Season In Review:
Harrison obviously had a disappointing year, missing more games in 2007 (11) than he had over the course of his entire career previously — he missed a total of four games his first 11 seasons in the NFL — and registered career lows in receptions (20), yards (247), and touchdowns (one). Wayne and rookie Anthony Gonzalez, who was pressed into service earlier than most had expected, picked up most of the slack with some assistance from TE Dallas Clark.
Hall and Moorehead ended the season on injured reserve, Shelton and Jones ended it on the practice squad, Roby was signed to a "future contract" for the 2008 season after bouncing on and off the practice squad, and Aromashodu started the 2007 season with the Houston Texans.
Anthony Gonzalez had an impressive rookie year as the Colts' slot receiver
The three starters — Harrison and Wayne on the outside, and Gonzalez in the slot — are set for next season, as Harrison is almost assuredly coming back for a 13th year and should be at full strength after resting his knee during the year.
Gonzalez gained valuable experience and familiarity with QB Peyton Manning and Wayne discovered that he has what it takes to be the "go-to" guy in the Indianapolis offense. Manning's production and the production of the passing game did not suffer, despite Harrison's absence, as the Colts finished sixth in the NFL in passing yards per game and Manning tallied up only his fourth season of 30+ touchdown passes.
With a healthy and rejuvenated Harrison in 2008, Indianapolis will have one of the most explosive and talented trios of receivers in the NFL. Add in Clark and the fact that Manning is one of the greatest quarterbacks of this era and it is easy to see this passing offense as a top-10 unit again next season.
Though Wayne and Gonzalez do not have the level of timing and familiarity with Manning that Harrison has, they made huge strides this season and will seek to improve on that aspect of their game in OTAs, minicamps, and training camp.
In addition to the experience and confidence that Gonzalez and Wayne gained in 2007, both men also displayed the flexibility to line up all over the formation, with Wayne often lining up in the slot to create match-up problems. Had Harrison been 100 percent and able to finish the playoff game against the Chargers, the ability to use Wayne and Gonzalez as interchangeable parts would have paid huge dividends. Look for the Colts to take full advantage of this newfound malleability in 2008, making an already dangerous offensive squad that much more deadly.
After the starting three, the depth at the receiver position is questionable at best. Moorehead, Thorpe, and Aromashodu, and Hall have a combined 50 career receptions, Moorehead and Hall now have injury histories, and Thorpe and Aromashodu have proven themselves to be inconsistent at best and liabilities at worst.
Aaron Moorehead ended the season on injured reserve
Brian Bahr/Getty Images
Though they were able to withstand the injury to Harrison this season, Indianapolis will not have the same results and success next season with this level of depth on their roster.
While some of these men may be able to contribute on special teams in 2008 — especially Thorpe who has flashed some explosiveness on punt and kickoff returns — a team like the Colts needs a talented starting three and at least two quality backups. Special teamers and role players are not sufficient and will not be sustainable for long periods of time without a huge drop off in production.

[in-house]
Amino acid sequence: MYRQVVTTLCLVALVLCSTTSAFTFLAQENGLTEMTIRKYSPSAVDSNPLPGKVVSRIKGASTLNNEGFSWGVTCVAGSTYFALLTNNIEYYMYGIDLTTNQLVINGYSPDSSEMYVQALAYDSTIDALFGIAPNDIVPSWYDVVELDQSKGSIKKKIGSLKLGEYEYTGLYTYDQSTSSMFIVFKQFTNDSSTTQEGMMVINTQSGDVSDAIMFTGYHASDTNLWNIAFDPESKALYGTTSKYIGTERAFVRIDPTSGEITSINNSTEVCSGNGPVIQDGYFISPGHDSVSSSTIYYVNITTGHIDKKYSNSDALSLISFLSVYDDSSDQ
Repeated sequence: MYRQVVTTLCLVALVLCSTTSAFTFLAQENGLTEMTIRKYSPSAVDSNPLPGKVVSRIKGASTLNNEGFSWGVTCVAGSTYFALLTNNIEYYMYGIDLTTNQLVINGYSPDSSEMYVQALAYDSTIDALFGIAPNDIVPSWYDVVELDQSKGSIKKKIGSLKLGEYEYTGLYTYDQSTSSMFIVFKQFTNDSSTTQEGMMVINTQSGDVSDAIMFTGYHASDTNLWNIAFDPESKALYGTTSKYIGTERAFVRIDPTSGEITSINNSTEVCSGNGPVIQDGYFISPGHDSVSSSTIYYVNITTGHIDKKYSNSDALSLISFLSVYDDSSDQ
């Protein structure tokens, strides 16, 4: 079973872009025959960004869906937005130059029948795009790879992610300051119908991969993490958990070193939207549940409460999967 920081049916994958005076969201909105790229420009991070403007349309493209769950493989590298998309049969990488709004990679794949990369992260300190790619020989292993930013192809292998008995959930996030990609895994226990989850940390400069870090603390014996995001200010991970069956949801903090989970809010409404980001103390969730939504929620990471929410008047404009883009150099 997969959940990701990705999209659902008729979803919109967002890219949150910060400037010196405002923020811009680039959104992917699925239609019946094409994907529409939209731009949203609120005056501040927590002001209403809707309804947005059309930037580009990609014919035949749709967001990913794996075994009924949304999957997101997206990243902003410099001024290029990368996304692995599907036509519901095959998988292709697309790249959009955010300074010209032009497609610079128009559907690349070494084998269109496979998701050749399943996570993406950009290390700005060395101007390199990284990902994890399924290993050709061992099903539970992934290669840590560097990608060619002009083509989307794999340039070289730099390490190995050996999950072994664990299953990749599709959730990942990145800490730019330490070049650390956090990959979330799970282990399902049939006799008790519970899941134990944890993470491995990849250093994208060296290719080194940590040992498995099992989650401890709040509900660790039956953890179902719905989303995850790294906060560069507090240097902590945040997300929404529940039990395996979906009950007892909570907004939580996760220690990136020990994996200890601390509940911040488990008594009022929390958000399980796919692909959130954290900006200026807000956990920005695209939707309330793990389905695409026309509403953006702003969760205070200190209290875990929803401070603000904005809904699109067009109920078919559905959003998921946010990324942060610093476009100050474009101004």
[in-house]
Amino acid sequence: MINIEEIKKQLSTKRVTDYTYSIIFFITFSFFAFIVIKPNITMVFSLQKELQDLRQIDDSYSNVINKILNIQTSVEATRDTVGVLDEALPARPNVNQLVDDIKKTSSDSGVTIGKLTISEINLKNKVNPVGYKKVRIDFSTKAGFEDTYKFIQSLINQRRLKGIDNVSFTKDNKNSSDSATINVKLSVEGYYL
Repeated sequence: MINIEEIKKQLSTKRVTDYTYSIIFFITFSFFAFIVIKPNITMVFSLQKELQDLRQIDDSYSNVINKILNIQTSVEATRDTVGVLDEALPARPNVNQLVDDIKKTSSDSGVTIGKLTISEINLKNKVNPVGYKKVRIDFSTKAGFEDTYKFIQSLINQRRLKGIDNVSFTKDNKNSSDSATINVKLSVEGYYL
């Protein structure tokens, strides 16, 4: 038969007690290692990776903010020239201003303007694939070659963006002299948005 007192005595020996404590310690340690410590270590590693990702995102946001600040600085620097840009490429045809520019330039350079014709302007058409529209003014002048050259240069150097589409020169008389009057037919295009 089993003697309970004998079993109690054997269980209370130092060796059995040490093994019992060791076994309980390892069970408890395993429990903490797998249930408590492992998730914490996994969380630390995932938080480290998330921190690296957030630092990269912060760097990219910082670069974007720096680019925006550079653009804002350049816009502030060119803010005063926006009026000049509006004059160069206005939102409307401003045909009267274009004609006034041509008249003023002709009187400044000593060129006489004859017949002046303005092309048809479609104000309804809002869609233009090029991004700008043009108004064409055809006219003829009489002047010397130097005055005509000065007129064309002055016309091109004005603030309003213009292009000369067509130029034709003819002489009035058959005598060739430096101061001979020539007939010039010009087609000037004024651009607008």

Indianapolis was able to be productive in the second half of the season in large part because of the level of competition they faced. For an example of how these backups would fare against a quality defense, one need look no further than the season finale against Tennessee, when the reserves were pressed into service and proved to be largely ineffective.
Given the fact that Indianapolis has a considerable financial investment tied up in Harrison, Wayne, and Gonzalez and the three men are signed for the long term, it is unrealistic to expect the Colts to make a splash in free agency by signing another big name wide-out. However, there are will be some talented second and third-tier players available, such as return specialists Tim Dwight and Eddie Drummond, slot receivers Troy Walters and Antonio Chatman, and veterans such as David Patten, Andre Davis, and Eric Moulds.
For a modest investment, Indianapolis could be able to sign two of these gentlemen and increase competition in training camp.
Since the starting three are all first-round selections, it would seem to make sense for the Colts to look at the position with their first pick, a second-rounder in this year's NFL Draft. However, needs at other positions, the availability of free agents, and the steep learning curve that seems to affect most rookies at the receiver position points to Indianapolis either ignoring the position in April or drafting someone late in the second day.
A speedy rookie with the size (around 6 feet, 200 pounds) that Indianapolis looks for in the position would be a good bet in the sixth or seventh round, but it would be unrealistic to expect to find someone that would be able to contribute in the return game, as Devin Hester and others in recent years have placed a premium on that ability when it comes to the draft.
Overall, the Colts are well-positioned, but that certainly does not mean they can rest on their laurels, because, as this season proved, you never know when the injury bug is going to strike.